lundi 7 mars 2016

71- Plants have the floor

PLANTS HAVE THE FLOOR

On February 24, I attended the annual meeting on irrigation scheduling in agriculture, organized here in Seville, by a local company dedicated to new technologies applied to irrigation, Optiriego (some free advert cannot hurt).

Poster of Optiriego's technical meeting.

It is quite interesting to observe the evolution of the possibilities offered by new technologies.
When I entered the profession in 1983, the great novelty for irrigation management was the tensiometer, a small device filled with water placed in the soil, which measures the availability of water by measuring the suction force necessary to extract it. From this force, we deduce the energy needed by the plant to absorb water.

Photo Irrometer (US manufacturer of tensiometers)

Photo Irrometer (US manufacturer of tensiometers)

This tool, still used for its high reliability, but whose usefulness is limited because of its lack of practicity and versatility, supposed a revolution in the management of irrigation. At last we were able to objectively measure the water availability in the soil.
Until then, the farmer was monitoring soil moisture with a kick in clods or scratching somewhat superficially. A few people were using a manual auger, allowing them a subjective, slow and painful assessment of the moisture at the roots.


 A few years later, appeared probes of different types, all intended to measure the soil moisture. All these probes are still in use and have allowed great progress in rationalizing the use of water in agriculture, and reducing wastage of fresh water.
By combining these sensors with more modern irrigation systems, the actual water consumption has been reduced by half or more.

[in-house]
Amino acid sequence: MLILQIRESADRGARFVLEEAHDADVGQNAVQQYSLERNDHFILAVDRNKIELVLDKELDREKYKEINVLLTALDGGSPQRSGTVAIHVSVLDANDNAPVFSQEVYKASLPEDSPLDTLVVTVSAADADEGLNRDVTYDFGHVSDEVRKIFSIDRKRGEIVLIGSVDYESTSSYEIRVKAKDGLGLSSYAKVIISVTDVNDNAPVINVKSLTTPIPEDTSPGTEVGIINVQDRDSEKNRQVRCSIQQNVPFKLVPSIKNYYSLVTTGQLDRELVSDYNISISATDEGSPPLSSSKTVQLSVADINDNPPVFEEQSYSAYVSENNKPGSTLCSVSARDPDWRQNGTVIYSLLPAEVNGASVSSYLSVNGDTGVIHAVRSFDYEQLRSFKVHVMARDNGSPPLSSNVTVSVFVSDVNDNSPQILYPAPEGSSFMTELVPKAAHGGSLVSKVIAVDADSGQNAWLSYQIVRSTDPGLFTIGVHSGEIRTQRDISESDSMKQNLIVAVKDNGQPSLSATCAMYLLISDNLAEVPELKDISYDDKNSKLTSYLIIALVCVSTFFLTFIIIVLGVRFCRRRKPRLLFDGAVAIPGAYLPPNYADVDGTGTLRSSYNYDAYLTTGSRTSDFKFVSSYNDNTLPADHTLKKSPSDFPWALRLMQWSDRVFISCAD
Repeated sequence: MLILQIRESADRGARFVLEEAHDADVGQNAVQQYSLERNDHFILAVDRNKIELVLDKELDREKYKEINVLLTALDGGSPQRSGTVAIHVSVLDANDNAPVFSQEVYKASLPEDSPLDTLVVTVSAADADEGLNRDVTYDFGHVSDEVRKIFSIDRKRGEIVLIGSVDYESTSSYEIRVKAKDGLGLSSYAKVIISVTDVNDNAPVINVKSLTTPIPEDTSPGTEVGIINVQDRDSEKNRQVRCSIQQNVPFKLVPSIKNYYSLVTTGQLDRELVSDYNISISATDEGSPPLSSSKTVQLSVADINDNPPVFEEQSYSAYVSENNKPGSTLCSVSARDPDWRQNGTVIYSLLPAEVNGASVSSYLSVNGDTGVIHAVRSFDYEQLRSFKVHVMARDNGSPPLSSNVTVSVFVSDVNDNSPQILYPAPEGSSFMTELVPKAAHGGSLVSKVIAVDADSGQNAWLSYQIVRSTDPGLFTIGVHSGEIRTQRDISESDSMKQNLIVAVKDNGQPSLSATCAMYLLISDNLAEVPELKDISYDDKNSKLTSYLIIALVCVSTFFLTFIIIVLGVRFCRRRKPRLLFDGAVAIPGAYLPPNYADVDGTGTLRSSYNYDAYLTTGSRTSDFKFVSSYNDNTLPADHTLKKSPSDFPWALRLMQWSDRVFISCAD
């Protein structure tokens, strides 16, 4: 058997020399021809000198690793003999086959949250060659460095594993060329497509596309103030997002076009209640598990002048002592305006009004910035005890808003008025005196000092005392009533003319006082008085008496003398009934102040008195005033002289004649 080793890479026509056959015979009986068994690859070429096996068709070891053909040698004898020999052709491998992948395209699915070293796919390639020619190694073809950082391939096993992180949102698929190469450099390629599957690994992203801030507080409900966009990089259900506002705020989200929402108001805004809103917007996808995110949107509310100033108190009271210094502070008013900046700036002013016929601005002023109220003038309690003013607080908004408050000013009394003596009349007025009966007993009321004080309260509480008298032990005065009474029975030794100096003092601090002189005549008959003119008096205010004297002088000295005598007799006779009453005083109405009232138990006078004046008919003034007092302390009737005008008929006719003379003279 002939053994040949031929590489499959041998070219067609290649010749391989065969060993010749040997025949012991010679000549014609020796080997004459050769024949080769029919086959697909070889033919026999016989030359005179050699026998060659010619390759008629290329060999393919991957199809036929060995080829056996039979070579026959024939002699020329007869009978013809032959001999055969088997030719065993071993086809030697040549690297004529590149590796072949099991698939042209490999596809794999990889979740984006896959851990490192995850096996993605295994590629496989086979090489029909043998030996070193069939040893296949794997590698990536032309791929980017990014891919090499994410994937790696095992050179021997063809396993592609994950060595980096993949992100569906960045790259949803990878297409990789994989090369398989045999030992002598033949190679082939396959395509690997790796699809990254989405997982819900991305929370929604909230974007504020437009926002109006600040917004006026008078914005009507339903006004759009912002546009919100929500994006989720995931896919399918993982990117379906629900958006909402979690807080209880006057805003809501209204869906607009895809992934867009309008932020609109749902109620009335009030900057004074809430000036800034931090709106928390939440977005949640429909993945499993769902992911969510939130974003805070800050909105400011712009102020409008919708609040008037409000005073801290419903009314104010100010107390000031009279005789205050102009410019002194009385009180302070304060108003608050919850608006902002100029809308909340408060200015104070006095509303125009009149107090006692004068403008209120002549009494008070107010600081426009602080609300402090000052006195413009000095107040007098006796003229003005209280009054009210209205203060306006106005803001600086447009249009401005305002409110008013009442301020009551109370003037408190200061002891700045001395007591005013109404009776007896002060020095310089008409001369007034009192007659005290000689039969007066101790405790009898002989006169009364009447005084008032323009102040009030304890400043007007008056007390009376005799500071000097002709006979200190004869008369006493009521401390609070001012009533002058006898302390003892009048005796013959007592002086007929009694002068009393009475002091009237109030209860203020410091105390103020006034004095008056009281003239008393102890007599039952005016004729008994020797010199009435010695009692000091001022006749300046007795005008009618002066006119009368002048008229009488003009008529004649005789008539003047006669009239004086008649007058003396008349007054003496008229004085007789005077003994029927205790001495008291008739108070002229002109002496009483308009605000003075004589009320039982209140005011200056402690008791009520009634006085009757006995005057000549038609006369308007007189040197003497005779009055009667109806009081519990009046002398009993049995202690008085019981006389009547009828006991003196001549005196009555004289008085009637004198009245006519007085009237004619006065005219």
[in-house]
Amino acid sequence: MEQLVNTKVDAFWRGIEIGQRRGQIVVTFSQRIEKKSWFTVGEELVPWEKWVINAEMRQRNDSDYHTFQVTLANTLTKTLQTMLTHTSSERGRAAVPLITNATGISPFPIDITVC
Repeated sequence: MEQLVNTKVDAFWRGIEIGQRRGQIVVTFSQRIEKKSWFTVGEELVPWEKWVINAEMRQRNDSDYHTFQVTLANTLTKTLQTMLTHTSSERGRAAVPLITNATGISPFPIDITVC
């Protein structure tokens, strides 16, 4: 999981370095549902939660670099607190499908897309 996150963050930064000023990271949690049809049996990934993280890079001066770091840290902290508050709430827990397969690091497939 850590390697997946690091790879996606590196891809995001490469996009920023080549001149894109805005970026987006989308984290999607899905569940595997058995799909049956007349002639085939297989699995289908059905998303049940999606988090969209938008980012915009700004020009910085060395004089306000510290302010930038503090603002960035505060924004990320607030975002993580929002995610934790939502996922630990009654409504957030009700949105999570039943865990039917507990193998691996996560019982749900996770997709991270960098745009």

Photo alphaomega-electronics (electronic equipment sales)

Photo IG4 (Spanish business consultancy in irrigation and plant nutrition)

At the same time, some slightly offset researchers were trying to invent sensors capable of measuring plant response.
Over time, these inventions, long left as mere research tools or a little wacky inventions, either by their complexity of use, either by their cost or by the difficulty in interpreting the information, gradually managed to find their place in the farms.

This is, for example,
-       Information available at the field, farm or region scale, using remote sensing satellite, plane or drone, that allow an assessment of crop conditions and crop regularity
n  Infrared photography,
n  Thermal cameras which provide information about the photosynthesis or the foliage of the temperature,
n  Other systems by ultraviolet, ultrasonic or other, that measure the state of underground water tables, or learn about other types of measurement plant.

Photo Farmstar-expert (French business consultancy in agriculture)
  
-       Measurements taken at the level of the plant, such as
n  Photosynthesis sensors, which inform of the state of the plant by measuring photosynthesis variations,
n  Sap flow sensors, which measure the velocity of circulation of the sap in the trunk,
n  Dendrometers that measure micrometric variations in the diameter of the branch,